Arguments for the Existence of God
Materialism Vanishes.(page 1 of 2)
*No Physics to explian something from nothing.
John Mather, NASA's principal investigator of the cosmic background radiation's spectral curve with the COBE satellite, stated: ﾃδεつづδづつ ﾃδεつづδづつ "We have equations that describe the transformation of one thing into another, but we have no equations whatever for creating space and time. And the concept doesn't even make sense, in English. So I don't think we have words or concepts to even think about creating something from nothing. And I certainly don't know of any work that seriously would explain it when it can't even state the concept."[John Mather, interview with Fred Heeren on May 11, 1994, cited in his book Show Me God (1998), Wheeling, IL, Searchlight Publications, p. 119-120.]
That is describing the excepted theory, that the universe seems to pop up from nothing, yet physicists just accept it and assume that its possible even with no physics to explian it. That is a total paradigm shift.
*Multiverse is unscientific metaphysics.ﾃつ
Sten Odenwald, Gaddard, Nasa: http://image.gsfc.nasa.gov/poetry/ask/a11215.html
"yes there could be other universes out there, but they would be unobservable no matter how old our universe became...even infinitly old!! So, such universes have no meaning to science because there is no experiment we can perform to detect them."
"The growing dialogue between the disciplines of faith and medicine, was probed this past weekend at the Religion Newswriters Association's annual meeting here. Increasingly, medical institutions are exploring the role of prayer in healing. Three years ago, only three US medical schools in offered courses on spirituality and health. Today, there are 30."
"I am motivated to write about the healing power of prayer because many men I talk with are not only asking questions about prostate cancer statistics but have a feeling of being depressed after being diagnosed. Some are in a quandary as to what to do if PSA rises after treatment."
"A recent article was titled, "Physicians believe in the power of prayer," and stated that 269 doctors were surveyed and 99% said they were convinced that religious belief can heal."We've seen the power of belief," said Dr. Herbert Benson, author of Timeless Healing which offers scientific evidence that faith has helped to cure medical conditions. Prayer helps and the prayers of others can help in your recovery and healing."
* Good Studies Exist, Skeptics Pick On Worst Studies. Ibid. Skeptics, [Larry Dossey] says, tend to point to the weakest studies. Good scientific method, he says however, requires the medical community to look at the best work to "see what it shows us." Dr. Dossey adds that "I'm not trying to hold prayer hostage to science. I don't think prayer needs science to validate it."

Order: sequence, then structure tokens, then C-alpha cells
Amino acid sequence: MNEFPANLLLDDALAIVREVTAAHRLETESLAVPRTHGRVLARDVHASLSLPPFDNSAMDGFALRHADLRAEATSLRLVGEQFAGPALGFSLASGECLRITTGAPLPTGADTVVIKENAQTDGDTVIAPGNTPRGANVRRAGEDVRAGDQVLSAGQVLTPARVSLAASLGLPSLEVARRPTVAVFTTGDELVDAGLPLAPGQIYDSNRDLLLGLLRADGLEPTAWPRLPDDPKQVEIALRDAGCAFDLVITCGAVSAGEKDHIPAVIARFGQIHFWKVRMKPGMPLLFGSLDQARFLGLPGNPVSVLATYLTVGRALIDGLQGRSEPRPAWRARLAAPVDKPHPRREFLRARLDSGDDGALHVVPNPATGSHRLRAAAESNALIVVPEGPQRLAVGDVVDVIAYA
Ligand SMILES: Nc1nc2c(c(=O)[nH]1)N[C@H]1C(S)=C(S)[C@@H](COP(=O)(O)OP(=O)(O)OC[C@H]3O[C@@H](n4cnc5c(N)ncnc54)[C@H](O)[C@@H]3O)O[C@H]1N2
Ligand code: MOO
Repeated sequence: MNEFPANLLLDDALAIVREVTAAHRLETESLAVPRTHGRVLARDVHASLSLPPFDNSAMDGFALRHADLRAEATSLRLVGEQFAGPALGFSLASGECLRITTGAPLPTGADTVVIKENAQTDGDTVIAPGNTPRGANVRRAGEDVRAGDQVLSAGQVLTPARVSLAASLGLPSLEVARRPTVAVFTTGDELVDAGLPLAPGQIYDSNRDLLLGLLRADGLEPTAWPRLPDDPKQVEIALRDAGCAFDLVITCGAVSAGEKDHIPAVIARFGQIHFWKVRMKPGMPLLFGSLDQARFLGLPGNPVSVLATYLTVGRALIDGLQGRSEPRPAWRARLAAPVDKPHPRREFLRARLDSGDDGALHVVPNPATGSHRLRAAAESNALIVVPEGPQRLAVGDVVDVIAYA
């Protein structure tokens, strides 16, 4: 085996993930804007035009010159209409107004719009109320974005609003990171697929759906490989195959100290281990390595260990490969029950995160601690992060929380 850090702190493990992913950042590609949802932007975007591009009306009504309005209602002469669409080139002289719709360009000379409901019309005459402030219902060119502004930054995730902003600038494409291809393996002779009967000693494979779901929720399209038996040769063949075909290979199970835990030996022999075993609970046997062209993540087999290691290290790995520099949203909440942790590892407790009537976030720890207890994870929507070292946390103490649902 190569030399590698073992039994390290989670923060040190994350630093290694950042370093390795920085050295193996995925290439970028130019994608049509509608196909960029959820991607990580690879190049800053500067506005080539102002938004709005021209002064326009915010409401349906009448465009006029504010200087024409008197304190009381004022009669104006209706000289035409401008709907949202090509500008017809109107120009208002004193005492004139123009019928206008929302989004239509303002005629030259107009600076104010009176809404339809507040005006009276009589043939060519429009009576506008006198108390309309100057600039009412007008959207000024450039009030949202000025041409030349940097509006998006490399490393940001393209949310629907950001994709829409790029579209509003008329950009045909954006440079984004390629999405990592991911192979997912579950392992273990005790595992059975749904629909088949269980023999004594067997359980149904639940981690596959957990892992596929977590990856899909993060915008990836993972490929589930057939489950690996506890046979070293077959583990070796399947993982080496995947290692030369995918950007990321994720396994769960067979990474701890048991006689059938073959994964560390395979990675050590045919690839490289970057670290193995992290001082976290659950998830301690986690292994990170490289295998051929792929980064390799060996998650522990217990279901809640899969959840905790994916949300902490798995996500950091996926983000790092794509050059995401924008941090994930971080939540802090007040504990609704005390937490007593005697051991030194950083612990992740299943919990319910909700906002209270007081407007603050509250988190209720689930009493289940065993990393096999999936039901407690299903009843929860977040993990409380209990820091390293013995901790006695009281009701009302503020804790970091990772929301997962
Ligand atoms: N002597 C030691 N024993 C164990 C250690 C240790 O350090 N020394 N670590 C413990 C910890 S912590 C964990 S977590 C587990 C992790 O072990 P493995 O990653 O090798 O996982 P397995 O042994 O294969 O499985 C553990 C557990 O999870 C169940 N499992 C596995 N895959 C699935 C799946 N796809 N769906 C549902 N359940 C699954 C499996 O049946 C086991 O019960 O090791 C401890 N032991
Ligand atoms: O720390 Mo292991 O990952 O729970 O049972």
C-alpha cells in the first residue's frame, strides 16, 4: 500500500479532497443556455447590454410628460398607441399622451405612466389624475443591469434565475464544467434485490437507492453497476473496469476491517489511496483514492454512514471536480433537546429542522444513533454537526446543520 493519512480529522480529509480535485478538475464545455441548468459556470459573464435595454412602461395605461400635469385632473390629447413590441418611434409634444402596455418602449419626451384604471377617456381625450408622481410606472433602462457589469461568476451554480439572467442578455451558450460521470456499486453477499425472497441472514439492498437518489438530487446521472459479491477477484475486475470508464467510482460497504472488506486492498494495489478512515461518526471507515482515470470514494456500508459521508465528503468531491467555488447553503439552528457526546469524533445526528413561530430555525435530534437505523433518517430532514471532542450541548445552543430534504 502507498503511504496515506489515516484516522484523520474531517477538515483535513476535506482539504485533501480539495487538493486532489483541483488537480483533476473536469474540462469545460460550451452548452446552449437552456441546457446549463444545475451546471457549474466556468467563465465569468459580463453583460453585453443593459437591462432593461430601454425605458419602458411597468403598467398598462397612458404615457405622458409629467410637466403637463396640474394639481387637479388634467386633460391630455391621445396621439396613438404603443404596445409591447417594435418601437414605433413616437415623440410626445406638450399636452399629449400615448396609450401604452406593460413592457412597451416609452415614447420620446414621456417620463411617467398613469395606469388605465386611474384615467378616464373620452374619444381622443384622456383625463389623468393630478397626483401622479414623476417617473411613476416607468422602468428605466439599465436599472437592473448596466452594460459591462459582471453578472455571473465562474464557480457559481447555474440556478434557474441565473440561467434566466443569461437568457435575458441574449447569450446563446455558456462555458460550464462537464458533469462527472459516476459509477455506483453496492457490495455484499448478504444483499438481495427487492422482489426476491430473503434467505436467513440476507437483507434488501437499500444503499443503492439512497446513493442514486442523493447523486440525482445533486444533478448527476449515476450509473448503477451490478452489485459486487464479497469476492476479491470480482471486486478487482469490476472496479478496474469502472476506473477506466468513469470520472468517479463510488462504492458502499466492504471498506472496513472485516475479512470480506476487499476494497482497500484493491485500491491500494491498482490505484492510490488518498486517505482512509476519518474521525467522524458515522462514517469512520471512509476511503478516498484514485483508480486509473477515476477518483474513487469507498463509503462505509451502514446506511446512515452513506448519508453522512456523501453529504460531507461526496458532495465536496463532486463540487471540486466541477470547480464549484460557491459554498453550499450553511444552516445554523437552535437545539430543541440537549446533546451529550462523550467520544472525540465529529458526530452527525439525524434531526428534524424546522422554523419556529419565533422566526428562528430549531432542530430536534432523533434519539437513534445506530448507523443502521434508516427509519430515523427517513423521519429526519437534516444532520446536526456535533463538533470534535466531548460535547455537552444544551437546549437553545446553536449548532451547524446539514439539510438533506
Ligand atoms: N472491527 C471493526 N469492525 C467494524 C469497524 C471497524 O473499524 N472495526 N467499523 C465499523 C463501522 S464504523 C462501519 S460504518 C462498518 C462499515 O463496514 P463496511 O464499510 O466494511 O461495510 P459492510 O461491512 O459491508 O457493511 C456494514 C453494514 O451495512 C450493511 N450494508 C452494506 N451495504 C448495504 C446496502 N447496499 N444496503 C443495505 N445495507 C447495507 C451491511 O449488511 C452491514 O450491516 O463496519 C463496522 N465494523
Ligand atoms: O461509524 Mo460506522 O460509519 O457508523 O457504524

"Now, given this turbulence, re-evaluation, and re-definition going on the field, what is the status of DUALISM?
"Well, the first thing that comes to MY mind is that 'dualism' simply changed its public relations firm and won acceptance!
Strangely enough, the way this was accomplished was simply by defining reality 'bigger'. As one allows consciousness or mind INTO 'nature' as a fundamental 'thing' itself (with causal powers), the dual-worlds were simply collapsed into one 'bigger' world that has both elements in it! Dualism (in most, but not all, senses of the term) was simply given a new name, such as "naturalistic dualism" (Chalmers) or "liberal naturalism" (Rosenberg). No one puts this as clearly as Todd Moody, in responding to someone's 'fear of dualism' [JCS:2.4.371]:
"It's true that I am not troubled by this, in part because I don't find such a sharp line of demarcation between dualistic and materialistic metaphysics in the first place. If we cannot escape the conclusion that the physical description of the world is incomplete (as Elitzur states and many others agree), the main thing is to try to find a more complete one and not worry about whether it resembles previous versions of materialism or dualism"
The New York Times,April 16, 1996Arizona Conference Grapples With Mysteries of Human ConsciousnessBy SANDRA BLAKESLEE[T] UCSON, Ariz.